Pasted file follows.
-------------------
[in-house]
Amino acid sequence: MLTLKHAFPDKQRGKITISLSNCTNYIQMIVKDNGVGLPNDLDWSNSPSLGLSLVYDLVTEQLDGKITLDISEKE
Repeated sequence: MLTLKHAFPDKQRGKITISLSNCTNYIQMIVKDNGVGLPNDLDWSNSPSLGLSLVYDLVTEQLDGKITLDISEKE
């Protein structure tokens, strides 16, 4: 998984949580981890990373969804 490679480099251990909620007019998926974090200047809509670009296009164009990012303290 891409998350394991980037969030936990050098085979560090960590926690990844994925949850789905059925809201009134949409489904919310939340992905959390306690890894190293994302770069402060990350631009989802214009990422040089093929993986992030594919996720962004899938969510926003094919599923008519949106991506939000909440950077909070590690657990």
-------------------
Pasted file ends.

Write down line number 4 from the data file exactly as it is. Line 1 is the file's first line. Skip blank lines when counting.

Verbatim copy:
């Protein structure tokens, strides 16, 4: 998984949580981890990373969804 490679480099251990909620007019998926974090200047809509670009296009164009990012303290 891409998350394991980037969030936990050098085979560090960590926690990844994925949850789905059925809201009134949409489904919310939340992905959390306690890894190293994302770069402060990350631009989802214009990422040089093929993986992030594919996720962004899938969510926003094919599923008519949106991506939000909440950077909070590690657990």